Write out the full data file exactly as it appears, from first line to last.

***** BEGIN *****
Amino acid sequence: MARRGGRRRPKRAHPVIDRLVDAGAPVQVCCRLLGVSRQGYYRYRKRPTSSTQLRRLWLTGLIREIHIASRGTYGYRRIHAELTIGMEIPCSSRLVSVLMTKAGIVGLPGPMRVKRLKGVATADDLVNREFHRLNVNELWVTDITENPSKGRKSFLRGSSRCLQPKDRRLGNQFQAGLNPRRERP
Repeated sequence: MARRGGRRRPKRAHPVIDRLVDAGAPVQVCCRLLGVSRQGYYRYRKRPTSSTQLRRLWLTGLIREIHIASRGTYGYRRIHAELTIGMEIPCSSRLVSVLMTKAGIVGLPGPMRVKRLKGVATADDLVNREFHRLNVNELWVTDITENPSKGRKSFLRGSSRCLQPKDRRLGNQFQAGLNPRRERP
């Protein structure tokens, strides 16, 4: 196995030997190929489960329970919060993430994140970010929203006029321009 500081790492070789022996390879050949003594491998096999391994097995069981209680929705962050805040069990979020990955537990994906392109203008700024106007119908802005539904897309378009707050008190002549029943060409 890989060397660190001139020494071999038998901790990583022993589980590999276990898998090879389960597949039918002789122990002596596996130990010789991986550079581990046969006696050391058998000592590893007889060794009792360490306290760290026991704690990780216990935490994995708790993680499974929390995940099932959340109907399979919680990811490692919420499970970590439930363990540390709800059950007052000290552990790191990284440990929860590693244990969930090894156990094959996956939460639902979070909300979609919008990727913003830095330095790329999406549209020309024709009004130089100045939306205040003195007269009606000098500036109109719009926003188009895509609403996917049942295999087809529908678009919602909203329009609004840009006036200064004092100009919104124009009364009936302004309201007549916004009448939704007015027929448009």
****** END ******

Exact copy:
Amino acid sequence: MARRGGRRRPKRAHPVIDRLVDAGAPVQVCCRLLGVSRQGYYRYRKRPTSSTQLRRLWLTGLIREIHIASRGTYGYRRIHAELTIGMEIPCSSRLVSVLMTKAGIVGLPGPMRVKRLKGVATADDLVNREFHRLNVNELWVTDITENPSKGRKSFLRGSSRCLQPKDRRLGNQFQAGLNPRRERP
Repeated sequence: MARRGGRRRPKRAHPVIDRLVDAGAPVQVCCRLLGVSRQGYYRYRKRPTSSTQLRRLWLTGLIREIHIASRGTYGYRRIHAELTIGMEIPCSSRLVSVLMTKAGIVGLPGPMRVKRLKGVATADDLVNREFHRLNVNELWVTDITENPSKGRKSFLRGSSRCLQPKDRRLGNQFQAGLNPRRERP
């Protein structure tokens, strides 16, 4: 196995030997190929489960329970919060993430994140970010929203006029321009 500081790492070789022996390879050949003594491998096999391994097995069981209680929705962050805040069990979020990955537990994906392109203008700024106007119908802005539904897309378009707050008190002549029943060409 890989060397660190001139020494071999038998901790990583022993589980590999276990898998090879389960597949039918002789122990002596596996130990010789991986550079581990046969006696050391058998000592590893007889060794009792360490306290760290026991704690990780216990935490994995708790993680499974929390995940099932959340109907399979919680990811490692919420499970970590439930363990540390709800059950007052000290552990790191990284440990929860590693244990969930090894156990094959996956939460639902979070909300979609919008990727913003830095330095790329999406549209020309024709009004130089100045939306205040003195007269009606000098500036109109719009926003188009895509609403996917049942295999087809529908678009919602909203329009609004840009006036200064004092100009919104124009009364009936302004309201007549916004009448939704007015027929448009």